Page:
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Traffic Reports on Everest
April 16, 1997
By Liesl Clark

"I've never seen so many people backlogged, waiting for their turn on the ladder crossings in the Icefall," reports Pete Athans. For returning Everesters, traffic reports on the mountain seem to come in more frequently than weather updates. With an estimated 400 climbers making their way up the lower part of the mountain, the trail can be congested in places where only one climber can pass at a time. "About 5 days ago, I waited about an hour and a half at one of the ladders. It's amazing, you're on Mt. Everest and you have to wait in line," said Ed Viesturs who has made several carries up to Camp I and is now at Camp II at 21,300 feet.

Other NOVA team members Pete Athans, David Breashears, Jangbu Sherpa, and David Carter have also ascended the Icefall to Camp I and Camp II. All have been taking the psychometric tests designed to gauge one's cognitive impairment at altitude. "The tests have been going well for us and from the subjective observer's perspective it doesn't look like we're all that affected by the altitude yet. But we can't know if our laymen's observations are right—because we're the ones up there in the thin air." As the climbers have been gaining altitude, their pulse rates have been increasing in rapidity, especially with heavy work like digging out tent platforms at the two camps.

Today, a neighboring expedition on Everest ferried in five groups of trekkers via helicopter from Kathmandu. Because the visitors were not acclimatized, they had to breathe supplemental oxygen. They took pictures, and were then loaded back into the helicopter for the return flight to Kathmandu. If for any reason the visitors had been stranded here, the rapid ascent from 4,300 feet all the way up to Base Camp at 17,600 feet would have cause physiological complications for them.

Because the rest of us took more than a week to trek in from Kathmandu—allowing our bodies to acclimatize to the altitude—we can almost forget how thin the air is up here. But seeing people flown in and having to don oxygen tanks and masks was a stark reminder of how dependent we humans are on oxygen, and on our body's remarkable ability to adapt gradually to the low oxygen levels here at the foot of Mt. Everest.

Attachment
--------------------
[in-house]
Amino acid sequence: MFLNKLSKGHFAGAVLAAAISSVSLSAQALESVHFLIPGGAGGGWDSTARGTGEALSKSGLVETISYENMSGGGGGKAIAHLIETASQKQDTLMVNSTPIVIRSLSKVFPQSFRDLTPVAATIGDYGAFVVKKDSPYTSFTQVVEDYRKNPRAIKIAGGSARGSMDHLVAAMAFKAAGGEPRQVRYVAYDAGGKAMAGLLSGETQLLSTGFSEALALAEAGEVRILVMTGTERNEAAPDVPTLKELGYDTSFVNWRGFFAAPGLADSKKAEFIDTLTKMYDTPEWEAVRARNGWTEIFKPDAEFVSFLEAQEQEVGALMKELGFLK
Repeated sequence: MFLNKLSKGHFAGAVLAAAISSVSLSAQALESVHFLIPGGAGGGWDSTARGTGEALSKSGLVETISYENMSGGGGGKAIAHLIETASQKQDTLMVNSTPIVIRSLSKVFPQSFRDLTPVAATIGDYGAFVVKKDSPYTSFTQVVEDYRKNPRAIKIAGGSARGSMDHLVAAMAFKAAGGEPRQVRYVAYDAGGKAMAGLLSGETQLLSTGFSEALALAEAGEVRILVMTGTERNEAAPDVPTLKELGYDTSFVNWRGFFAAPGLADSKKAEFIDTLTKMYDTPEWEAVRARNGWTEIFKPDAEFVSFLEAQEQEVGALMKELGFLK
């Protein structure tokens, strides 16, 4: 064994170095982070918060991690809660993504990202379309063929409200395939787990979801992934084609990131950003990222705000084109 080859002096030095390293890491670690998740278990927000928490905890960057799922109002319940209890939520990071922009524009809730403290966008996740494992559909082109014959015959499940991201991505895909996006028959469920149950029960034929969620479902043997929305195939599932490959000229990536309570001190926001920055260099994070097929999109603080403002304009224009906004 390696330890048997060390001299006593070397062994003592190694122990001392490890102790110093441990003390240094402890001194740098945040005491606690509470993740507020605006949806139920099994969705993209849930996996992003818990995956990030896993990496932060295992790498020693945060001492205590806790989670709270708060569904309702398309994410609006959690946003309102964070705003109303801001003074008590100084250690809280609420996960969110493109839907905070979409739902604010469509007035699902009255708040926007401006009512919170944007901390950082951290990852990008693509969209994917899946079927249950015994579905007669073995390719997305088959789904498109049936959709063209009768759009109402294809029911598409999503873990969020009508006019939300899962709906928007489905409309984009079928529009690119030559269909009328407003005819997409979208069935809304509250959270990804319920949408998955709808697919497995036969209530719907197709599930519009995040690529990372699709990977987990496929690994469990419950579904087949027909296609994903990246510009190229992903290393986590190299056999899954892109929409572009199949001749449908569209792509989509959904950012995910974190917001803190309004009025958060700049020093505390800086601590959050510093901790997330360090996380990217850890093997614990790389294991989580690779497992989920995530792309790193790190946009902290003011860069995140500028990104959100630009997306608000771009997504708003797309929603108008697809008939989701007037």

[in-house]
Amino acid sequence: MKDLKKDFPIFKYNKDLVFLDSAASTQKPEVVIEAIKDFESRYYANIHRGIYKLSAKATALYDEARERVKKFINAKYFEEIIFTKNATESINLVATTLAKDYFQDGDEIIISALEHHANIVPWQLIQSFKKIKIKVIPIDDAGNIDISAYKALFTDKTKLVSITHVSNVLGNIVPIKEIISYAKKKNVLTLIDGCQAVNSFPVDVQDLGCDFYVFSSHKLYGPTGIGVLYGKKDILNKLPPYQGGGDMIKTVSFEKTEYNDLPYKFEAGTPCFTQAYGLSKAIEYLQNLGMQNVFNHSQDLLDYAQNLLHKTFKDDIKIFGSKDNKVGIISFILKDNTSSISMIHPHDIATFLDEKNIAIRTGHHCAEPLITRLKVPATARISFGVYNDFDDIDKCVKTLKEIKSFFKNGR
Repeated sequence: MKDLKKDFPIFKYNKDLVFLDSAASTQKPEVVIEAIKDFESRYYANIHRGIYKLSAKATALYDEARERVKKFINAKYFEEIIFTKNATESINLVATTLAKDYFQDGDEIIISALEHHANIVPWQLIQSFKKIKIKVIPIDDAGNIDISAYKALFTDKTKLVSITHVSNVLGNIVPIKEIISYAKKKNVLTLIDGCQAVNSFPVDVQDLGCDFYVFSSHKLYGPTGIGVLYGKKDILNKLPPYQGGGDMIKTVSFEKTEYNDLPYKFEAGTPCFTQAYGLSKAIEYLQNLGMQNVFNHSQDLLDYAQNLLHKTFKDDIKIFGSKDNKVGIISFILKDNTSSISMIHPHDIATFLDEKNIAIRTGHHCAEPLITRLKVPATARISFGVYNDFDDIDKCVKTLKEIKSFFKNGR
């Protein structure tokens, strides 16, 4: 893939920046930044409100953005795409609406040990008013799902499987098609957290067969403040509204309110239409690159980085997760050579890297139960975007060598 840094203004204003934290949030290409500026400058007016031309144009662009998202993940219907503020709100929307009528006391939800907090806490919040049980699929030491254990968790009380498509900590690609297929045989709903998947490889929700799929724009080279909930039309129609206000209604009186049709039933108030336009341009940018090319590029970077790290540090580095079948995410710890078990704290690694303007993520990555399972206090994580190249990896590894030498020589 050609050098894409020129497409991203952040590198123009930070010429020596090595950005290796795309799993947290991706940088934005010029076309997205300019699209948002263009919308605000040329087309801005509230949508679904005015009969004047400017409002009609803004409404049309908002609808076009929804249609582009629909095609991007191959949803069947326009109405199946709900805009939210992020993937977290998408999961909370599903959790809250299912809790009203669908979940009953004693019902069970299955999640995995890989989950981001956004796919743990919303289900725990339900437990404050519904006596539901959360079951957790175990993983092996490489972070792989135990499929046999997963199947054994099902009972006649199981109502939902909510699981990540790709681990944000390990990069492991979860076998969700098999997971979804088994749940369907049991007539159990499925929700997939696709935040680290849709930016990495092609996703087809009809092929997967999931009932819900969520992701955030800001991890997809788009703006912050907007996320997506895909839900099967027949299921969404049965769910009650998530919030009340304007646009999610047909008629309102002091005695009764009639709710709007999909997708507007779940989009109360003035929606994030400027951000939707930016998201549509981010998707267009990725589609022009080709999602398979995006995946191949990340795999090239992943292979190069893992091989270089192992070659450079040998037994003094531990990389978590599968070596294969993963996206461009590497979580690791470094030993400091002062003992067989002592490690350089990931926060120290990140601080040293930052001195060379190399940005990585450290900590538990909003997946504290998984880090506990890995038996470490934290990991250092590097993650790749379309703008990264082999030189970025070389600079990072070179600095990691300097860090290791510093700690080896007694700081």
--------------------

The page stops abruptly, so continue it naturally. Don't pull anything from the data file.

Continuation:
June 10, 1997: Back Home (27)
May 25, 1997: Climbers Return to Base Camp (26)
May 24, 1997: Descending Toward Base Camp (25)
May 23 PM, 1997: NOVA Climbers Safely Off the Summit (24)
May 23 AM, 1997: NOVA Climbers Reach the Summit! (23)
    Hear the archived live audio broadcast from the summit
    Read the transcript of the broadcast from the summit
May 22, 1997: Bid for the Summit (22)
May 21, 1997: Helicopter Crashes at Everest Base Camp (21)
May 20, 1997: Moving On Up (20)
May 19, 1997: Poised at Camp II (19)
May 18, 1997: Departing for Camp II (18)
May 17, 1997: Dead Sherpa Found on Khumbu Glacier (17)
May 16, 1997: Jet Stream Winds Blast Camp II (16)
May 13, 1997: Receiving News from the North Side (15)
    May 13, 1997: RealAudio Interview with David Breashears
May 11, 1997: Five Climbers Presumed Dead on the North Side (14)
May 10, 1997: The Waiting Game (13)
May 9, 1997: Pulmonary Edema Evacuation from Base Camp (12)
May 8, 1997: A Hasty Retreat to Base Camp (11)
May 7, 1997: Sherpa Falls To His Death On The Lhotse Face (10)
May 6, 1997: Spin: A Passenger to the Summit (9)
May 5, 1997: Delayed at Advance Base Camp (8)
May 4, 1997: NOVA Climbers Leave Base Camp for Their Summit Attempt (7)
May 1, 1997: NOVA Team Prepares for Summit Attempt (6)
April 26, 1997: Indonesian Expedition First to Summit in 1997 (5)
April 23, 1997: Expedition Leader Dies at Everest Base Camp (4)
April 22, 1997: Japanese Expedition Pulls Out (3)
April 16, 1997: Traffic Reports on Everest (2)
April 14, 1997: Rescue Season Begins (1)

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